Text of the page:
MX-5 proves you

haven't lost your


Mazda MX-5 Roadster Coupe, front
Mazda MX-5 Roadster Coupe, front
Mazda MX-5 Roadster Coupe, side
Mazda MX-5 Roadster Coupe, rear
Mazda MX-5 RF, 2017, roof retraction, closed
Mazda MX-5 RF, 2017, interior

THERE are many reasons to think that as drivers we have lost our soul, mislaid our mojo, dropped the spice of life down the back of the sofa.

It is not true.

You can stuff as many crossovers up the family motoring junta as you want but the pulse can still quicken.

For instance, 4x4 wise, the Range Rover Velar is a splendid thing, the Bentley Bentayga a worthy addition to Wilmslow life but the twitter storm response to Suzuki's new Jimny was because here is sheer mucky pleasure.

You are not going to see a lot of them in Cheshire, plays havoc with polite society that sort of thing. Not at all madam. But next door in Derbyshire it's going to be climbing every mountain like a blazing goat.

An odd route to a two seater sports car review I'll grant you but despite it having little more kit then a bikini festival the Mazda MX-5 RF will also attract the attention of the fun police.

RF, by the way, stands for Retractable Fastback, so now you know.

Test cars come with a spec sheet. It would be excusable if Mazda had used double spacing on this one. You are not buying into a toy shop here but style and the joy of driving.

What you do get is leather seat trim, a navigator, automatic wipers and adaptive lights, rear parking sensors, keyless entry and lane departure warning.

The rest of this car's features arefor driving pleasure like the sports suspension with Bilstein dampers and others technical work to compensate for the extra 45kg the roof adds.

In recognition of the potential customer the MX-5 will attract there is a nine-speaker Bose sound system with two in the headrests. Simply add your choice of classic driving music via one of the USB ports on the fascia.

Thecabin is beautifully finished and the sit-in driving position encourages sharp cornering. There is no arguing that the MX has balance and poise to satisfy the enthusiastic.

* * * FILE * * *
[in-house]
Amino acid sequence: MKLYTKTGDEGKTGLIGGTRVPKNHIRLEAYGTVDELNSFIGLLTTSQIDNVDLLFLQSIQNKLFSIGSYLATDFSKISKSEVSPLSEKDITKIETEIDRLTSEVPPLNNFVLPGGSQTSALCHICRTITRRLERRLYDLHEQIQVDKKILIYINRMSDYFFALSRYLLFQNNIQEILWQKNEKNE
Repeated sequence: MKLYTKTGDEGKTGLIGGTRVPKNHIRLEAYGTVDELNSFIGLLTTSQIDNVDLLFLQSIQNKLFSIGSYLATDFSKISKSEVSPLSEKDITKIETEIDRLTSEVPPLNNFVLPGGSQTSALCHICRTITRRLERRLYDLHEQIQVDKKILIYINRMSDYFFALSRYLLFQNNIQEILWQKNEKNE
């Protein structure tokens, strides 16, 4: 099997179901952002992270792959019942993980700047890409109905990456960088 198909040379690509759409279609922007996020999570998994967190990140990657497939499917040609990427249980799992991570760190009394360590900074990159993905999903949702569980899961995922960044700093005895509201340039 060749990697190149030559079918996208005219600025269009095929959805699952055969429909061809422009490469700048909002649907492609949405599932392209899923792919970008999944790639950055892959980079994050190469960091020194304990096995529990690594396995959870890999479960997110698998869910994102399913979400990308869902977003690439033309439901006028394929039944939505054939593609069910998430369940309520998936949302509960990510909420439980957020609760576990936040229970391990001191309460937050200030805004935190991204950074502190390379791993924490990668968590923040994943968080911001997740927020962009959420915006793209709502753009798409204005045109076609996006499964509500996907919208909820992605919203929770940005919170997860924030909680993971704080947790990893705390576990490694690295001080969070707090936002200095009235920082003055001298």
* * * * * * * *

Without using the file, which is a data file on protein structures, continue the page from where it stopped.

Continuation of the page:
As indeed does the 7.4 seconds to 62mph acceleration and throaty two-litre 158bhp normally aspirated engine driving the rear wheel.

The stuff of what used to be called 'motoring', nimble quick and inspired with the looks to kill.

Forty to the gallon is possible but then that would be missing the point. Gasses measure 161g/km of the naughty person scale.

This was the six-speed manual but you can have an automatic gearbox which in the world of two-seaters about as acceptable as three-legged racehorse.

Roof details reveal that it comes in three parts and folds away in 13 seconds at the touch of the button and while storage in the cabin is limited to a locking glove box between the seats the boot will take to travel suitcases roof folded or not, enough for anyone's weekend frolics.

It is a relatively refined ride through much of the acceleration to the legal limit after which you begin to understand that the roof has joints and joins in it. But then who buys into this sector with the intention of owning a limousine any more than choosing an MX-5 to tow their caravan?

At £26,000 the RF costs a couple of grand more than the soft top and those with a passion for open air motoring would probably go for the flapper while others see the premium worth it for extra security and refinement.

That is a bit of a toppy number, though.

I will make one negative observation: I'm too old for this sort of car. Twice I was asked when my next movie was out. Shrek 7, Curse of The Donkey's Arthritis.


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